A raft of top music artists better known for their work on the concert stage than on the silver screen find themselves in contention for original song in the 84th annual Academy Awards.
Among the famous acts hoping to hear their names called when the nominations are announced Jan. 24 are Mary J. Blige; Zac Brown; Soundgarden’s Chris Cornell; Brad Paisley and Robbie Williams; Elton John teaming up with Lady Gaga (see story this page), Madonna;Sigur Ros’ Jonsi; and Zooey Deschanel. Both Brown and She & Him’s Deschanel, best-known as an actress in such films as “(500) Days of Summer” and her role in the Fox series “The New Girl,” received Grammy nominations in November for their contributions.
An illustrious list of musical performers have snagged the Oscar before, including Eminem, Annie Lennox, Bob Dylan, Bruce Springsteen and, of course, John, but this year brings an especially broad swath of artists who wrote (or co-wrote) and performed songs being weighed by the Academy for consideration.
All talents interviewed for this article agree that writing a tune for a specific scene or theme provides a nice change of pace from creating a song out of thin air. “It’s like remodeling a home, as opposed to building from scratch,” says Brown, who completed “Where the River Goes” from “Footloose” with his writing partner Wyatt Durrette after Anne Preven and Drew Pearson started it.
Paramount Pictures showed Brown a rough cut of the scene where his song would appear: the arrival of outsider Ren MacCormack to Bomont. “That helped,” Brown says. “And also knowing what the sentiment was and what feelings we were supposed to evoke. We knew it was little bit dark.”
Paisley had an idea of what he was getting into for “Cars 2” since he had written material for the original “Cars.” But when John Lasseter, chief creation officer for Walt Disney Animation Studios & Pixar, came calling, he wanted Paisley to shake it up to reflect tow truck Mater’s duck-out-of-water experiences in Europe in the film. Lasseter paired the country star with Williams, who, although a pop superstar in the rest of the world, remains largely unknown in the U.S.
Luckily, he and Williams got along well and both understood their respective roles in the song “Collision of Worlds,” which trades off on American and British colloquialisms: “I said (to Williams), ‘I have no preconceived notion of why I’m here. I’m the redneck tow truck and, make no mistake, you’re the slick British spy’,” Paisley says.
Paisley laughs at how precisely the well-oiled Disney machinery ran: “They said, ‘You and Robbie are going to watch the movie in our theater and then next Monday, you’re going to get together at Robbie’s house (to write). You have a start time at 1. At 3, our camera crews are going to come.’ I don’t know how many songs I’ve written where two hours later, we were filming the video.”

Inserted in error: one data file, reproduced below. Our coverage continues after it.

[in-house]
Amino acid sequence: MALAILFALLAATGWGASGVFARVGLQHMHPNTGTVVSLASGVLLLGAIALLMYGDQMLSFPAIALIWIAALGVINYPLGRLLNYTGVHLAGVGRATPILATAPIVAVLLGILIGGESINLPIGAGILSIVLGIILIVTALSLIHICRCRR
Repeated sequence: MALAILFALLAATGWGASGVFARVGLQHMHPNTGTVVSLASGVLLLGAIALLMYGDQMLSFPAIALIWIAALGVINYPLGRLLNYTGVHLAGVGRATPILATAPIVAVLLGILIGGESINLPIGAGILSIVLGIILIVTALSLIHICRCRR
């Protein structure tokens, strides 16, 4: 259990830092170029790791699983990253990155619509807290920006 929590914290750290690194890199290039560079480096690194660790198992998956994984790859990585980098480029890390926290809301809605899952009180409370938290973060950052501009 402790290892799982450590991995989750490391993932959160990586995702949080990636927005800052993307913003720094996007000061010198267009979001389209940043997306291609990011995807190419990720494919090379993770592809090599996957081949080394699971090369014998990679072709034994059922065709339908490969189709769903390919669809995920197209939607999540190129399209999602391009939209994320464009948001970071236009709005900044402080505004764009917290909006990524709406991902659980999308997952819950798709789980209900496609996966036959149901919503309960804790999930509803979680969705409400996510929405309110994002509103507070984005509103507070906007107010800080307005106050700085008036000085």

Like Paisley, Deschanel wrote for an animated cast of characters. For “So Long,” her end title song for Disney’s “Winnie the Pooh,” she wanted a tune that would appeal to both kids and adults, so, she says, she reflected on the music she loved growing up that, though targeted at children, had multi-generational appeal, such as Carole King’s “Really Rosie,” based on Maurice Sendak’s characters; or Marlo Thomas and Friends’ “Free to Be You and Me.”
Deschanel took key words from the “Pooh” plot, which focuses on friendship as the creatures search the Hundred Acre Wood for Eyeore’s missing tail, and “peppered them in.” Disney “had certain things they wanted me to bring out in the song and I made a few changes, but they were minor,” she says. “They were very collaborative and allowed me a lot of freedom.”
For “The Keeper” from “Machine Gun Preacher,” director Marc Forster gave Cornell some very explicit advice. “The first thing he said was he didn’t want me to write anything that was too literal, which was fine since I never do that,” Cornell says.
Forster had no movie footage for Cornell to see, but he steered him toward something better: scenes of the real Sam Childers — the crusading preacher Gerard Butler plays in the film who travels to the Sudan — from Childers’ website. “I connected with that,” Cornell says. “There’s a photo gallery and that’s really what I drew from.”
Ultimately, Cornell also found inspiration in pioneering folk singer Woody Guthrie. “He went to where there were all kinds of turmoil, I don’t know if there was anything as horrible as Sudan, and wrote these songs about it,” Cornell says. “To me, it was an obvious comparison.”
Cornell, who also wrote “You Know My Name” for the 2006 James Bond film “Casino Royale,” felt it was vital “The Keeper” be strong enough to stand on its own. “In every way, it’s a collaboration,” he says, “but the song has to be able to hold up without the film.”
Like the others, Paisley can’t wait to do it again: “There is nothing more fun than hearing ‘Here’s your script. Go write a song.’ ”
Lyrics bring pix to life | Stars tune up plots | John goes Gaga over inanimate romance
From rising stars to Oscar winners, seven composers talk about the method to their musicality:
Henry Jackman | Alberto Iglesias | Dario Marianelli | Michael Giacchino | Abel Korzeniowski | Conrad Pope | Thomas Newman